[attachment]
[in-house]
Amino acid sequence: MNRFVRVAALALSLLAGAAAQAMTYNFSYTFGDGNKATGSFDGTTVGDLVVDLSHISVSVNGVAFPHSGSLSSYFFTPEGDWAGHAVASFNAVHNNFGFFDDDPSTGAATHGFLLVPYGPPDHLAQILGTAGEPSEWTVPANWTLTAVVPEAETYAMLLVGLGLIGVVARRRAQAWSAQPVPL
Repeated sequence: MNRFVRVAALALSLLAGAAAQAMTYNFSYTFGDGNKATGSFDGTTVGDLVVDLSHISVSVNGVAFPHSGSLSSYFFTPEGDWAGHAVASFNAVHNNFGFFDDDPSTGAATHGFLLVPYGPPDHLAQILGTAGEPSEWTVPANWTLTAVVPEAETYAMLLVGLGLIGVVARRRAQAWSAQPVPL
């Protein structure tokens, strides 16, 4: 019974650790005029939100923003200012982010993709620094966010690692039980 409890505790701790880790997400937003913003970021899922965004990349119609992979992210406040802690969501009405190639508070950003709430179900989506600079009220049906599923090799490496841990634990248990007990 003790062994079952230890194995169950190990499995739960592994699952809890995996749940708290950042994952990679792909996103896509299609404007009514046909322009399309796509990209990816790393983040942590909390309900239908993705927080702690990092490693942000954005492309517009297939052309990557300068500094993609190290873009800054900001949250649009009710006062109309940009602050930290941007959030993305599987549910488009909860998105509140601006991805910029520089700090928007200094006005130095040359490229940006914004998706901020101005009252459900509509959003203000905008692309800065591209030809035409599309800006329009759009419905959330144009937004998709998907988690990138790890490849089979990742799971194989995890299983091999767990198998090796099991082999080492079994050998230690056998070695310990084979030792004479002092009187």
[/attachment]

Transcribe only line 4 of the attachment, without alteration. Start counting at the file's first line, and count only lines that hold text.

């Protein structure tokens, strides 16, 4: 019974650790005029939100923003200012982010993709620094966010690692039980 409890505790701790880790997400937003913003970021899922965004990349119609992979992210406040802690969501009405190639508070950003709430179900989506600079009220049906599923090799490496841990634990248990007990 003790062994079952230890194995169950190990499995739960592994699952809890995996749940708290950042994952990679792909996103896509299609404007009514046909322009399309796509990209990816790393983040942590909390309900239908993705927080702690990092490693942000954005492309517009297939052309990557300068500094993609190290873009800054900001949250649009009710006062109309940009602050930290941007959030993305599987549910488009909860998105509140601006991805910029520089700090928007200094006005130095040359490229940006914004998706901020101005009252459900509509959003203000905008692309800065591209030809035409599309800006329009759009419905959330144009937004998709998907988690990138790890490849089979990742799971194989995890299983091999767990198998090796099991082999080492079994050998230690056998070695310990084979030792004479002092009187």